Surety Bond Professionals is a family owned and operated bonding agency with over 30 years of experience. In this guide, we’ll walk you through how to get a Arizona liquor license.
With access to a broad range of surety markets, our expert agents are ready to assist with all of your Arizona alcohol tax bond needs.
What Are the Different Types of Arizona Liquor Licenses?
Arizona requires licensing of anyone selling, manufacturing, or any other aspect of the alcoholic beverages industry. There are five types of licenses for sellers of alcohol alone—Bar, Beer and Wine Bar, Liquor Store, Beer and Wine Convenience Store, and Restaurant.
What Are the Steps in the Licensing Process?
Arizona maintains a quota system that restricts the number of liquor licenses in a given area based on population. Consequently, most people who want to acquire a license will need to purchase an existing license on the open market, which often requires the help of a liquor license agent or broker. The Department of Liquor Licenses and Control (DLLC) must approve each such sale. Restaurants may apply directly to the Arizona Alcohol and Beverage Control (ABC) for a new license.
Only legal residents of Arizona or their agents who meet the eligibility criteria are allowed to obtain an Arizona liquor license. Once an application has been deemed complete, there are administrative and substantive reviews that can take more than three months.
Liquor License Application Kits for the different types of Arizona liquor licenses are available on the DLLC website. Applicants for certain types of liquor licenses must purchase an Arizona Alcohol bond as a mandatory step in the licensing process. Certain manufacturers (e.g., brewers, distillers, vintners) may also need to obtain a TTB bond from the U.S. Department of the Treasury, Alcohol and Tobacco Tax and Trade Bureau.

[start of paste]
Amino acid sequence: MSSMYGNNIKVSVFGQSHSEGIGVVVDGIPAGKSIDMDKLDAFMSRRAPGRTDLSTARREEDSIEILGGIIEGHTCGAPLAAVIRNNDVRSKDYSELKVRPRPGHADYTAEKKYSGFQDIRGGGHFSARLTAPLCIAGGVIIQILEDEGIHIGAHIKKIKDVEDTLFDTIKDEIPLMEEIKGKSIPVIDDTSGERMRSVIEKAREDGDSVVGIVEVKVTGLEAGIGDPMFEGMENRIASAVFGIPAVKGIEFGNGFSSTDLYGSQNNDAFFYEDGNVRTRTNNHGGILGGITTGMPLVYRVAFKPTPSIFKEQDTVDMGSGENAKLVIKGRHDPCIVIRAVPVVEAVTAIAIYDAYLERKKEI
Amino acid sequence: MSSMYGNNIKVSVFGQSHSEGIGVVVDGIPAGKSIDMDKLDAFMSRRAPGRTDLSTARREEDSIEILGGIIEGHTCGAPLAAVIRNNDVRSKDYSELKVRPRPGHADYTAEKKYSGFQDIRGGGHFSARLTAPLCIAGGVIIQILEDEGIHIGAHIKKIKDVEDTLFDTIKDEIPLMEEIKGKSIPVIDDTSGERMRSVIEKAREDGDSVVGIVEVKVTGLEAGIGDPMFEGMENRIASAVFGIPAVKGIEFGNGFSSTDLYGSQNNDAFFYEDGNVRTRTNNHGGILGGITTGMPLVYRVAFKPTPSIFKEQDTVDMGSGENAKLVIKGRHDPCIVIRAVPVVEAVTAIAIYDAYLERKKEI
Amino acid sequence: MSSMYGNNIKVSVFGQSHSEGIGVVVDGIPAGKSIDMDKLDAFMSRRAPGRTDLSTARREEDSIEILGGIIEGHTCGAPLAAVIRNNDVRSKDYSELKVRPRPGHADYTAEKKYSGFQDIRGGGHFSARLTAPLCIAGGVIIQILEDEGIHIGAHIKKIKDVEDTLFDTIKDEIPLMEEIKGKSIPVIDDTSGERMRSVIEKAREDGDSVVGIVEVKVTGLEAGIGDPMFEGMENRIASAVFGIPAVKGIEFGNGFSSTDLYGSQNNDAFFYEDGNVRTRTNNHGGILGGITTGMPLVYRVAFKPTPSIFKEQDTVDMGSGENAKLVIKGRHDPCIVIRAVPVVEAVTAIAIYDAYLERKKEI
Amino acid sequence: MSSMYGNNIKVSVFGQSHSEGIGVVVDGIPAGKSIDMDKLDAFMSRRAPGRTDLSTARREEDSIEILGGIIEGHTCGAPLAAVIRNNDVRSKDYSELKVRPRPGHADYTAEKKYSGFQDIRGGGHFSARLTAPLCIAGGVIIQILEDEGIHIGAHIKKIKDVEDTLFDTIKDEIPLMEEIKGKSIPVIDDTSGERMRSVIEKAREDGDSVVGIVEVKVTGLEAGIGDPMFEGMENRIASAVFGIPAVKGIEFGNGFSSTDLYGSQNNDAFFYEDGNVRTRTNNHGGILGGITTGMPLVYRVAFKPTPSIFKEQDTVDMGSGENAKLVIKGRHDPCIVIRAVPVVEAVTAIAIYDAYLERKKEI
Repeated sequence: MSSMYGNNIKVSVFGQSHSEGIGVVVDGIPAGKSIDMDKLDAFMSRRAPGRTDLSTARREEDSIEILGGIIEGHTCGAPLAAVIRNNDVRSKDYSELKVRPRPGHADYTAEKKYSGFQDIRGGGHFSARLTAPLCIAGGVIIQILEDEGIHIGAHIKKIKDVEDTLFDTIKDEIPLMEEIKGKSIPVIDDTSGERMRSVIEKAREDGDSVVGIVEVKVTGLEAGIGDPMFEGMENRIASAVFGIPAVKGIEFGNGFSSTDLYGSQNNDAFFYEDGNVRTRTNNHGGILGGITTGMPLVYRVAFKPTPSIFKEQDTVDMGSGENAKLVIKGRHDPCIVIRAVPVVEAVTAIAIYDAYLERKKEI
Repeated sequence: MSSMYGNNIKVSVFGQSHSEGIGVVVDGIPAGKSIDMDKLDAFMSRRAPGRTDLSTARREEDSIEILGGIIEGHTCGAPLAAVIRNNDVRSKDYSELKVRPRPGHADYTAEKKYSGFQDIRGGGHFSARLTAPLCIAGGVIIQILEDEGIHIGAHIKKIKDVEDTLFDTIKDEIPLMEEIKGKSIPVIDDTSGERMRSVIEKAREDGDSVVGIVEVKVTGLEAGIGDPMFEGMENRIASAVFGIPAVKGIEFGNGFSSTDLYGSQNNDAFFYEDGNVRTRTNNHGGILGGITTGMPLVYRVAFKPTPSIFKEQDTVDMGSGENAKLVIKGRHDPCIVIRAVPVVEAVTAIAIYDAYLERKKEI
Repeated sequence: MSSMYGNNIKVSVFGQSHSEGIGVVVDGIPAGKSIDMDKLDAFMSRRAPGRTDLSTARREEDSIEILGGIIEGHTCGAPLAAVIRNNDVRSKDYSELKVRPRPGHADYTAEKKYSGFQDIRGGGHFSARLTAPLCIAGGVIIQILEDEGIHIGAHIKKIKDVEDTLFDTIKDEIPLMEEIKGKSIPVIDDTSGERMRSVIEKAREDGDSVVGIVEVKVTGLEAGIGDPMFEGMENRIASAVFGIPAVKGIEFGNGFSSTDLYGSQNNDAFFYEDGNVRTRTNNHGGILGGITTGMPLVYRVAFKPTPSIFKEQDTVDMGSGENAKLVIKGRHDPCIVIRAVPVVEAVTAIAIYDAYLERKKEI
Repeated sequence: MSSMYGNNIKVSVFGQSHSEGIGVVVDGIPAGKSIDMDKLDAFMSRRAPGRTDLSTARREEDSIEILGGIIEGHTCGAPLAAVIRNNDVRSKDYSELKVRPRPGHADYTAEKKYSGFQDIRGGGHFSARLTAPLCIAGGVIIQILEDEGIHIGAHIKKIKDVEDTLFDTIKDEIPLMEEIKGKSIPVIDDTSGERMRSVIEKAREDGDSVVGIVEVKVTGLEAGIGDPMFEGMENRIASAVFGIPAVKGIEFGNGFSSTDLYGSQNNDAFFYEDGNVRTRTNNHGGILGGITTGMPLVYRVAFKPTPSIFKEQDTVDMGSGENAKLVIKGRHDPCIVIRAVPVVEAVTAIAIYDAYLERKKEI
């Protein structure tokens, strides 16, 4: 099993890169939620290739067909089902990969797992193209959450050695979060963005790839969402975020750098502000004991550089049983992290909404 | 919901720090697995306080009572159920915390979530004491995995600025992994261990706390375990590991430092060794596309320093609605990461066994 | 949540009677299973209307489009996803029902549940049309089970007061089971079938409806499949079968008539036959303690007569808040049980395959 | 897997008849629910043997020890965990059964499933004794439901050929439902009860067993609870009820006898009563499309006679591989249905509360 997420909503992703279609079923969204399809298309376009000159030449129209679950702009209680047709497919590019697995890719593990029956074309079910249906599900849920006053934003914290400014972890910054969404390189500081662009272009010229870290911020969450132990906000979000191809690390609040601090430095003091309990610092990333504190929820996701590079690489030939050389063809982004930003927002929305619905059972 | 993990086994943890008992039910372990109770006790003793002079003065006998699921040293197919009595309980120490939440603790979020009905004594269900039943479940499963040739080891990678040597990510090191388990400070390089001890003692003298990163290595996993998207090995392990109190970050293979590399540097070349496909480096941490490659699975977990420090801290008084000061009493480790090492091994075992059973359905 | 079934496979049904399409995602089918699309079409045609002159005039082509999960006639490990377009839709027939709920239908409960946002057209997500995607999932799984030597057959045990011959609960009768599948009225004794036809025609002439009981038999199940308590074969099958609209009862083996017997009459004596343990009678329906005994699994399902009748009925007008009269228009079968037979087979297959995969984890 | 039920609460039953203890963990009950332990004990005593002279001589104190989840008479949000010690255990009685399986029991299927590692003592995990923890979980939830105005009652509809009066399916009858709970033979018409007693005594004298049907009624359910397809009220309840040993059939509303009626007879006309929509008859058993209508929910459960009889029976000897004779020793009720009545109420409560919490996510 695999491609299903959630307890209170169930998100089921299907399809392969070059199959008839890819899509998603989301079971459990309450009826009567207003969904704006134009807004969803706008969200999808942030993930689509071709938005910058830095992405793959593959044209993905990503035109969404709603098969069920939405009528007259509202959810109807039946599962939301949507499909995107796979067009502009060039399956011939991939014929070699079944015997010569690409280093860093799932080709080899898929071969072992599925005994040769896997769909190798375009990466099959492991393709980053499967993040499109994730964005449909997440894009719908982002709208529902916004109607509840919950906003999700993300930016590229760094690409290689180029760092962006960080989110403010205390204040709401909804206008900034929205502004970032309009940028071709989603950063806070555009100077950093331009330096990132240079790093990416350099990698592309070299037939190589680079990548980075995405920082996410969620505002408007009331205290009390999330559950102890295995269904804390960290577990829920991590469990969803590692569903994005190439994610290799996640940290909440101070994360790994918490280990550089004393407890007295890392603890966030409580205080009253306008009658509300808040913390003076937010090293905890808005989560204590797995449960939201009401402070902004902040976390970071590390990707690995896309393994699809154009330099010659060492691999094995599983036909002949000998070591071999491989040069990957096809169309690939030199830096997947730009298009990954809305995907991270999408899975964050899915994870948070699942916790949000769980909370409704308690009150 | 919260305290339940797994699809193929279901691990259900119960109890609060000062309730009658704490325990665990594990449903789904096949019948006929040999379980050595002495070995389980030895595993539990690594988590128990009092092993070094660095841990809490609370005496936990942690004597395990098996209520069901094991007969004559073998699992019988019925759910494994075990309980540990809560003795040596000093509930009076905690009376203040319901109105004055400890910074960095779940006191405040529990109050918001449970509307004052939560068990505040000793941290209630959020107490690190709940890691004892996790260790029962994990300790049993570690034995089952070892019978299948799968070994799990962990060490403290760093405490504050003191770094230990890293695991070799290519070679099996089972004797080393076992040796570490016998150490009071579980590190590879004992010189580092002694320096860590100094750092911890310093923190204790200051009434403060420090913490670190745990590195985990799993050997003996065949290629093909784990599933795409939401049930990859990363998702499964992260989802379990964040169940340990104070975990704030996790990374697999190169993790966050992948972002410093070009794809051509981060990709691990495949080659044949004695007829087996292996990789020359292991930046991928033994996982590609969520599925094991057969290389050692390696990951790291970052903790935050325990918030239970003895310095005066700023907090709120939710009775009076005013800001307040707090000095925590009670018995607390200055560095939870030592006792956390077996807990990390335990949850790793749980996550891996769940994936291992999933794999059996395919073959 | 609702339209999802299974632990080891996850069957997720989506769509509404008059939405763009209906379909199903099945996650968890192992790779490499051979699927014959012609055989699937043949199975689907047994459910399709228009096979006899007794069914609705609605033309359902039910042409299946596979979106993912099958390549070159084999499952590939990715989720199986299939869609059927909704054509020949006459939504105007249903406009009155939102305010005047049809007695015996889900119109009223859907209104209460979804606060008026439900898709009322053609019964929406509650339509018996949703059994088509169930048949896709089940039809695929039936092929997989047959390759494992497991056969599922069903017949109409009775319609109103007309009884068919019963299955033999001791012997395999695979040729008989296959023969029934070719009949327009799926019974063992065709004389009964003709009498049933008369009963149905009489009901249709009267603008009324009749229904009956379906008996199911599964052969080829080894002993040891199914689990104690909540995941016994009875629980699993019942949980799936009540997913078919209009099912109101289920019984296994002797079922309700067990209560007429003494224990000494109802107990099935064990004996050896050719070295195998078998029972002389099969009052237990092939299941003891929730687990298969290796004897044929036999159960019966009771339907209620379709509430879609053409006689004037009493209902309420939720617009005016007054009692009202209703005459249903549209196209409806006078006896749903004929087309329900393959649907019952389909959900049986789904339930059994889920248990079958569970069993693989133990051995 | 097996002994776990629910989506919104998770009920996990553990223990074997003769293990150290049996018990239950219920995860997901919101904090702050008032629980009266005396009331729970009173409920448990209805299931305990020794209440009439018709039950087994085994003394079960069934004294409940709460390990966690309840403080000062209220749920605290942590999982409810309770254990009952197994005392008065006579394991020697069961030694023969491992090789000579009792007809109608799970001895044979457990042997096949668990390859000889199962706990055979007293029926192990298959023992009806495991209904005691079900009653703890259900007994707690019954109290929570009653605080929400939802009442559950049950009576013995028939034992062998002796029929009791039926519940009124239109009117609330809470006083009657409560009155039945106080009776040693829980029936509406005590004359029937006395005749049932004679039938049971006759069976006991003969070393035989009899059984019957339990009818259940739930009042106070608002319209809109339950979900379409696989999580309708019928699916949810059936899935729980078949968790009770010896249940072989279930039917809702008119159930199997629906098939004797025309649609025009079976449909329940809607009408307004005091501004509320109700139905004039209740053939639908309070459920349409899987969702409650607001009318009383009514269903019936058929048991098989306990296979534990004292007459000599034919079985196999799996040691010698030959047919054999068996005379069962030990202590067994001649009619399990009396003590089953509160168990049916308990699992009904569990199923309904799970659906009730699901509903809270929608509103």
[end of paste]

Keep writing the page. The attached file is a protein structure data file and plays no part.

Why is an Alcohol Bond Required?
The purpose of an Arizona alcohol bond is to ensure a licensee’s compliance with state liquor laws, including those regarding the payment of taxes. Any violation can result in DLLC (the bond’s “obligee”) filing a claim against the bond to collect unpaid taxes. DLLC can also file claims on behalf of consumers who have experienced a financial loss due to the unlawful actions of the licensee (the bond’s “principal”).
A federal TTB bond serves a similar purpose with regard to the nonpayment of federal excise taxes.
How Are Alcohol License Bond Claims Paid?
Although the terms of a surety bond agreement legally obligate the principal to pay all valid claims, that’s not as straightforward as you might think. In practice, the “surety” (the company that authorized the bond) pays a claim initially and then is reimbursed by the principal for the resulting debt.
How Much Does an Arizona Alcohol Bond Cost?
The annual premium for an Arizona alcohol bond is the product of multiplying the required bond amount (the bond’s “penal sum”) established by the obligee by the premium rate set by the surety.
The surety’s main underwriting concern is the risk of paying claims on behalf of the principal and not being reimbursed. Consequently, the principal’s personal credit score plays a big role in determining what the premium rate will be. A high credit score results in a low premium rate and vice versa. Great credit can be rewarded with a premium rate as low as one percent.
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